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The Great Resignation: Leaders Pay Attention

What a challenging time it is for leaders in the middle of “the great resignation.” Many reasons prompt people to look for new paths, and this creates a challenging environment for leaders who are trying to hold it all together. It is one thing to read about it, but it becomes very real when I hear the personal impact from clients, friends, and family in leadership roles. For leaders experiencing turnover in their teams, here are some things to pay attention to:

1. Take care of yourself.

You only have so much to give. The more you recharge, the more energy you will have to support others. Spending 12-hour days working or worrying about work is not a sustainable model. Your mental capacity takes a hit. You may not even recognize it happening. You just keep going through the grind while other parts of your life take a backseat.

At times like this, it is important to be intentional about recharging your batteries. The obvious things like exercise, nutrition, and sleep should be a staple of your week. Yet, it is often when we don’t have the energy to exercise, the time to eat well, and the focus to get a good night’s rest that we need it the most. It can be a vicious cycle. Be careful to not let these necessities slip.

Find daily moments to leave the office, get away from the computer, go for a walk, meditate, or sit in silence for 3 to 5 minutes. Whatever can bring your perspective through the craziness is critical. Vacations, short getaways, extended weekends, and integrating fun activities with people who are important to you is important, too. Do not put these things on the back burner or reschedule. You need these mental health breaks now more than ever.

2. Prioritize the next 31 days.

Being short-staffed is an opportunity to get really clear on what is important. Let’s be real. A lot of things can wait or are not that critical. Now is the time to be clear and focused. Prioritize. You need this and your team craves this, too. Consider what is important for the short term. What are the priorities for the next 31 days? Document your customer, team, and personal priorities. Share this list with your team on an ongoing basis. Focus energy on the actions that will give you, your team, and your business the greatest lift in the here and now.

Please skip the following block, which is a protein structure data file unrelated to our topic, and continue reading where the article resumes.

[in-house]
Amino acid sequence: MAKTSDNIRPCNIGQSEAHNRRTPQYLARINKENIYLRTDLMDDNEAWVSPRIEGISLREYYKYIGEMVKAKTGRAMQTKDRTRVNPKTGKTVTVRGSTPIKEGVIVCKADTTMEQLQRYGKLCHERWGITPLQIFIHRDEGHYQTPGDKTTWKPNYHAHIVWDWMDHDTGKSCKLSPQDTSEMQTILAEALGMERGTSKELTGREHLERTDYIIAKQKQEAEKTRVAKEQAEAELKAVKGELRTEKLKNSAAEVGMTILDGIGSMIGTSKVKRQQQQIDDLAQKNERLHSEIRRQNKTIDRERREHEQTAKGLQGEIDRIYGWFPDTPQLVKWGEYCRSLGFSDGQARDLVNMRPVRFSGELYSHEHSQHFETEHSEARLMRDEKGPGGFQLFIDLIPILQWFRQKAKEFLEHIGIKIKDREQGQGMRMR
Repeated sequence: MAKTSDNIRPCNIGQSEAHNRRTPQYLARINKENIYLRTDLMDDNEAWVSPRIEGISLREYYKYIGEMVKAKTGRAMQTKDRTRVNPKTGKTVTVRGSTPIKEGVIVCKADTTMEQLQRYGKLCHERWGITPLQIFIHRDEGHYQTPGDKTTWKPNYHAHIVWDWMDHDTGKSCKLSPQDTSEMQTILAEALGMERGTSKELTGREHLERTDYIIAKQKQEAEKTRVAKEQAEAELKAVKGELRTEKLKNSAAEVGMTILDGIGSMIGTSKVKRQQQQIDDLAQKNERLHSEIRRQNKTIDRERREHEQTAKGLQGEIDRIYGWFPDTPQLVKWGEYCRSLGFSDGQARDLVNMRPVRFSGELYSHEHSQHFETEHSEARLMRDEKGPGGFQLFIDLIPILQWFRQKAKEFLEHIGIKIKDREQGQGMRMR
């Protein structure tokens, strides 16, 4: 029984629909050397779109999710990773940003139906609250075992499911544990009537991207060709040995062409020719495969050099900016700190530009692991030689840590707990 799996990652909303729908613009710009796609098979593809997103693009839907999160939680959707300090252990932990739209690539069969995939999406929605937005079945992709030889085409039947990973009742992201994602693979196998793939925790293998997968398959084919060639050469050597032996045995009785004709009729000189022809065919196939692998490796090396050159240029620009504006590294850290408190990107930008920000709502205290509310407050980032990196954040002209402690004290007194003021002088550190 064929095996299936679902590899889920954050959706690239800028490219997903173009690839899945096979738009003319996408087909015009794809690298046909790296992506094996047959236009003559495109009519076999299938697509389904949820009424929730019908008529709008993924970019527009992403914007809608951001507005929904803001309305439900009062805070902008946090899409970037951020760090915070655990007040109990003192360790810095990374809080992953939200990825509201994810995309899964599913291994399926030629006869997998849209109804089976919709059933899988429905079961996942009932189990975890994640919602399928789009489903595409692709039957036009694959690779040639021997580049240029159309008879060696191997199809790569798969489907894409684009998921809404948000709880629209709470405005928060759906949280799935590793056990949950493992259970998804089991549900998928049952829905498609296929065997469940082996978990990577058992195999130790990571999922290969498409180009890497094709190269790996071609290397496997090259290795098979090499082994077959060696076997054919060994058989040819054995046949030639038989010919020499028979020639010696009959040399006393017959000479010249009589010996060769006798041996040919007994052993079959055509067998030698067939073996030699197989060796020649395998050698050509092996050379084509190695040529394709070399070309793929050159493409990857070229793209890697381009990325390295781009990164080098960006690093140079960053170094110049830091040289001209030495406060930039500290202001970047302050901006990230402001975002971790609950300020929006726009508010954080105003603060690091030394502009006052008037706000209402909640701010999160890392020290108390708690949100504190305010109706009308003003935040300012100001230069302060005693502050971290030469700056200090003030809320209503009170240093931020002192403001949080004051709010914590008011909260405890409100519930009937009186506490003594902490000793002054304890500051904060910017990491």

3. Pay attention to those who remain.

With the work redistributed, the team members who remain are often the ones who pick up the slack. There is a lot to attend to, but do not overlook the additive efforts being absorbed when you have turnover. Appreciation, understanding, and acknowledgment go a long way. Make sure you are checking in regularly, saying thank you often, and acknowledging the extra load your team is carrying.

One of your core priorities should be frequent interactions and touchpoints with your remaining team members. When leaders have turnover, the remaining team members feel a lot of emotions. Sadness, frustration, and anger are very common. Make sure you are holding the space for team members to vent and share their feelings. Communication with your team should be a top priority for you as the leader.

4. Learn from those who have left (or who may leave).

When a team member resigns, it is not uncommon for leaders to feel resentment, anger, defensiveness, apathy, or guilt.  As natural as those emotions may be, remember you are the leader, and it is important to set the example. Keep your emotions in check and be careful they do not set the tone for the rest of your team.

It takes a strong leader to consider what they can learn from employee turnover.  Understanding why an employee leaves an organization is important. It is often easy to rationalize team members that leave for greater pay, flexibility, or career growth. Even if those are the primary reasons, consider what you could have done to retain them. Is there anything you can do differently in the future to make things better for the employees that remain? Great leaders are honest with themselves, learn from these situations, and seize the opportunity to create a brighter future.

5. Remember, you have a really important job.

Do you recall the moment in The Lion King when Simba looks into the reflecting pool and hears Mufasa’s voice saying, “Remember who you are”? This is the same message for leaders during this time of change and chaos. We need bold, strong, wise, and caring leaders. It is a difficult challenge but one to rise to because of its importance. Leaders need to dig deep, but they don’t have to do it alone. Leaders need to help each other through the multitude of challenges right now.

Remember, download the ithrive31 leaders’ priorities form to help you focus on your critical needs right now.

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